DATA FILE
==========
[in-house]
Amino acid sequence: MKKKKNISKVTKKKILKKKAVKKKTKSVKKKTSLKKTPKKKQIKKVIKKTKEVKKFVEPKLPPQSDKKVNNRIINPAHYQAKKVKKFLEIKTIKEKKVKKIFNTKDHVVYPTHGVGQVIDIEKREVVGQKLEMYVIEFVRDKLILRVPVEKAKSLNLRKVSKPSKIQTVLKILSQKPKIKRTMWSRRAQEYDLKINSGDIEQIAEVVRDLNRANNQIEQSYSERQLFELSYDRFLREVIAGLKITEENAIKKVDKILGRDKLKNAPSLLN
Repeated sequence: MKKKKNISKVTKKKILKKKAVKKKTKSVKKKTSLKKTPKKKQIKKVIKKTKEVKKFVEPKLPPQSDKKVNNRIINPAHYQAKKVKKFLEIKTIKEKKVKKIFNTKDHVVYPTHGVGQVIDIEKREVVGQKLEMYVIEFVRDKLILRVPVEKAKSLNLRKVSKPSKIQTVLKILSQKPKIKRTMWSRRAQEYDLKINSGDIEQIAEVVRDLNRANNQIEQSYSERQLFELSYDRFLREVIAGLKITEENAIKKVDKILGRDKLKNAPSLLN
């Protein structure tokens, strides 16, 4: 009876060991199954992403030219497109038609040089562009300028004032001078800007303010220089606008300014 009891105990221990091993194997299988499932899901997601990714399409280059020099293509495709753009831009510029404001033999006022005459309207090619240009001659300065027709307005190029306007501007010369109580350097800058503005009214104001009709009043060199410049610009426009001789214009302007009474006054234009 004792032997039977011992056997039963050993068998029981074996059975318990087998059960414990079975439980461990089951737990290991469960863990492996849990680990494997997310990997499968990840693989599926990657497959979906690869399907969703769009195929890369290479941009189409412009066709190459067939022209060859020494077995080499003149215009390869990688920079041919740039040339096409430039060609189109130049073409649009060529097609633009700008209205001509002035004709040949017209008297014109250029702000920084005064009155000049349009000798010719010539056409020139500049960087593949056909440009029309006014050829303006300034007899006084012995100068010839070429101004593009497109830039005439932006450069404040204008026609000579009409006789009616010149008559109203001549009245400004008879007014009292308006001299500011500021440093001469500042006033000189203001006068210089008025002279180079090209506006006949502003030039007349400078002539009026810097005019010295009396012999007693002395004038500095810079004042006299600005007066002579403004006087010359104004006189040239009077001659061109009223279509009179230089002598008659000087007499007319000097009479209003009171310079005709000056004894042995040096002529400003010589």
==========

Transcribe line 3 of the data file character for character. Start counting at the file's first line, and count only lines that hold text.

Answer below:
Repeated sequence: MKKKKNISKVTKKKILKKKAVKKKTKSVKKKTSLKKTPKKKQIKKVIKKTKEVKKFVEPKLPPQSDKKVNNRIINPAHYQAKKVKKFLEIKTIKEKKVKKIFNTKDHVVYPTHGVGQVIDIEKREVVGQKLEMYVIEFVRDKLILRVPVEKAKSLNLRKVSKPSKIQTVLKILSQKPKIKRTMWSRRAQEYDLKINSGDIEQIAEVVRDLNRANNQIEQSYSERQLFELSYDRFLREVIAGLKITEENAIKKVDKILGRDKLKNAPSLLN